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category_outlined / Kids & Teens
Highlights for ChildrenHighlights for Children

Highlights for Children August 2019

The experts at Highlights know how to keep kids motivated while they learn. Filled with fiction, nonfiction, Hidden Pictures®, skill-building puzzles, science experiments and more, this read-only digital version of Highlights magazine strengthens reading abilities, promotes creativity, sharpens thinking skills, and helps build confidence. Visit to learn more. Ages 6-12.

United States
Highlights for Children, Inc.
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12 Issues


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fun this month

Summery-Day Scramble Jack has had a fun summer day. Can you put these pictures in order? B Make Sunshine Granola On a sheet pan, spread out 2 cups of oats and 1/4 cup of shelled sunflower seeds. Mix 2 tablespoons of melted butter with 2 tablespoons of maple syrup. Pour it onto the oat-seed mixture.Sprinkle with 1/2 teaspoon of salt, and mix until all the oats and seeds are coated. Bake the granola for 15 minutes at 300°F.Remove it from the oven and stir. Bake for another 15 minutes. Let it cool, then enjoy! Find the Pictures Can you find each of these 10 pictures at another place in this magazine? 3 Games That Make a Splash 1. With a parent’s permission, set up plastic chairs in a circle around a sprinkler. Play “musical” chairs with water instead…

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highlights for children

Editor in Chief: Christine French Cully Vice President,Magazine Group Editorial: Jamie Bryant Creative Director: Marie O’Neill Editor: Judy Burke Design Director: Patrick Greenish, Jr. Senior Editor: Joëlle Dujardin Associate Editor: Linda K. Rose Assistant Editors: Patty Courtright, Allison Kane Crafts and Activities Editor: Lisa Glover Copy Editor: Joan Prevete Hyman Senior Production Artist: Dave Justice Production Assistant: Susan Shadle Erb Contributing Science Editor: Andrew Boyles Editorial Offices: 803 Church Street, Honesdale, PA 18431-1895. E-mail: submit manuscripts, go to (Writers younger than 16: please use the postal address above.) CEO: Kent S. Johnson Vice President,International:Andy Shafran…

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it’s fun to create!

You’ve been cranking up the creativity, and we want to say thank you. We love seeing the amazing things you imagine! Your ideas for fun, fantastical getaway places really wowed us. We published as many as we could in Your Secret Hideaway (pages 26–27), and we included Axel’s below. I’m still deciding which kooky nook I wish I could visit. In this issue, we invite you to send us shapes made from Tricky Triangles (page 18). If you need inspiration, check out the artwork and poems in Your Own Pages (pages 34–35). The tongue twisters sent to us by two clever readers (page 38) might encourage you to compose some of your own. And Leah Nelson, our featured Gallant Kid (page 11), used her creative talent to help spread kindness. When we hear stories…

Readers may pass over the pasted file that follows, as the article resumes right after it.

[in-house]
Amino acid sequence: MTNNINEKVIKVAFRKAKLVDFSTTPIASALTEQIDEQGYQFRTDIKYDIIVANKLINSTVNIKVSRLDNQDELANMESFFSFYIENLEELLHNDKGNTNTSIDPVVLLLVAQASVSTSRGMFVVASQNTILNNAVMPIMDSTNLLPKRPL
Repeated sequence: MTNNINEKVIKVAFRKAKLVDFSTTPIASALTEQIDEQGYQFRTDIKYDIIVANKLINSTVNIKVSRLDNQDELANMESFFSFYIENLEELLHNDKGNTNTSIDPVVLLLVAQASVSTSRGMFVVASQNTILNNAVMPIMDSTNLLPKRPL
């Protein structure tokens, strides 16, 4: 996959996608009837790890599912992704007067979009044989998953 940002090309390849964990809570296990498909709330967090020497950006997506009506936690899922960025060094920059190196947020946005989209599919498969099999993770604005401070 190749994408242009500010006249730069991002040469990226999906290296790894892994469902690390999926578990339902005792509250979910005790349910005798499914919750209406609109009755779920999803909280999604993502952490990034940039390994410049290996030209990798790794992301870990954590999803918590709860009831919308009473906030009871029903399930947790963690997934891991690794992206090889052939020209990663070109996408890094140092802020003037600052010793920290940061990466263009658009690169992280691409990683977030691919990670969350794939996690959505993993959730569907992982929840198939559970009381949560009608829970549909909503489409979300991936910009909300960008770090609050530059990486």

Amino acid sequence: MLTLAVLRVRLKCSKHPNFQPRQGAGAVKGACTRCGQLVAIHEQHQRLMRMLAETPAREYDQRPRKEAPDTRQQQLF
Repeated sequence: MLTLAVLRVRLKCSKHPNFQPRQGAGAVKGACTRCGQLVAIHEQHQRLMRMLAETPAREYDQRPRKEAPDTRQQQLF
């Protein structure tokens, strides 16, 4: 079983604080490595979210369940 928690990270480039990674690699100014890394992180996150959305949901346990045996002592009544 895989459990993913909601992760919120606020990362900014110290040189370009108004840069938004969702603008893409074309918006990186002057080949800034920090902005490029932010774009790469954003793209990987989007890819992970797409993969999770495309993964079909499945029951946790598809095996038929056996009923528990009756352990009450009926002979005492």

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the ballad of a lost ice-cream cone

Ice-cream cone, ice-cream cone, once in my hand, what are you doing down there in the sand? Moments ago, such a fine, tasty treat, now you’re covered in sprinkles that no one would eat. Ice-cream cone, ice-cream cone, sweet on my tongue—one lick, then two, and suddenly f lung out of my grip, and without any sound landing softly right there, upside down on the ground. Ice-cream cone, ice-cream cone, I’m on my knees. Let me try rinsing you off, if you please. Wait, what is this? Oh, I’ve caused a disaster! The water is making you melt even faster! Ice-cream cone, ice-cream cone, once in my clutch—why did you leave me? I miss you so much! Into the ocean, so swiftly you slip. I just hope the fish will enjoy chocolate-chip.…

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the shady tree

“You’ll have to pay to sit in my shade.” One long-ago morning, the hot summer sun climbed to the top of the sky. By noon, flowers drooped. Birds stopped singing. Lan, who walked to visit her grandmother on Sundays, grew hotter and hotter. As she passed an enormous house, she spotted a beautiful tree. Its branches spread wide, and their leaves created a shady space next to the road. Lan sat down in that shade to rest. How nice and cool, she thought. I still have a long walk ahead of me, but I can sit here awhile. Lan was wrong. Less than a minute later, the door of the enormous house opened with a bang. A boy rushed out and shouted, “You can’t sit there! That’s my tree! Chen’s tree!” He wore…

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“kindness travels”

When Leah Nelson was 10, she saw a need for change in the world. “People are supposed to love each other and be kind and show compassion,” she says. “But that wasn’t happening.” One of her hobbies at the time was making loomed rubber-band bracelets. She had a pile of them on her desk. “It came to me that I could tie in something I loved doing with something that needs to be done,” she says. Pass It On Leah decided to hand out her bracelets at a local event. She asked each person who got one to do a kind deed for someone else, to give that person the bracelet, and to ask him or her to pass along the kindness. A note attached to each bracelet said, in part: “In a…